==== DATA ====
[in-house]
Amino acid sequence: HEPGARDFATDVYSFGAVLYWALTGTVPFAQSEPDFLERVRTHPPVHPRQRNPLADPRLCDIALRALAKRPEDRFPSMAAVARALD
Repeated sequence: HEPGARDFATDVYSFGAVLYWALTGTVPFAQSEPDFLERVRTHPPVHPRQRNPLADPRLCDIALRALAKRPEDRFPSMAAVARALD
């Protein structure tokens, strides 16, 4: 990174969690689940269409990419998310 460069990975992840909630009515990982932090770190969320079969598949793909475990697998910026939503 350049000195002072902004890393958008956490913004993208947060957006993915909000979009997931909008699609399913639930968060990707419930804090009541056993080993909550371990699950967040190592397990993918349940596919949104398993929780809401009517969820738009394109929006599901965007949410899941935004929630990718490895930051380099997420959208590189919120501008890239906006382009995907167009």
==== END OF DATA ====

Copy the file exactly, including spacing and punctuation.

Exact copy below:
[in-house]
Amino acid sequence: HEPGARDFATDVYSFGAVLYWALTGTVPFAQSEPDFLERVRTHPPVHPRQRNPLADPRLCDIALRALAKRPEDRFPSMAAVARALD
Repeated sequence: HEPGARDFATDVYSFGAVLYWALTGTVPFAQSEPDFLERVRTHPPVHPRQRNPLADPRLCDIALRALAKRPEDRFPSMAAVARALD
């Protein structure tokens, strides 16, 4: 990174969690689940269409990419998310 460069990975992840909630009515990982932090770190969320079969598949793909475990697998910026939503 350049000195002072902004890393958008956490913004993208947060957006993915909000979009997931909008699609399913639930968060990707419930804090009541056993080993909550371990699950967040190592397990993918349940596919949104398993929780809401009517969820738009394109929006599901965007949410899941935004929630990718490895930051380099997420959208590189919120501008890239906006382009995907167009």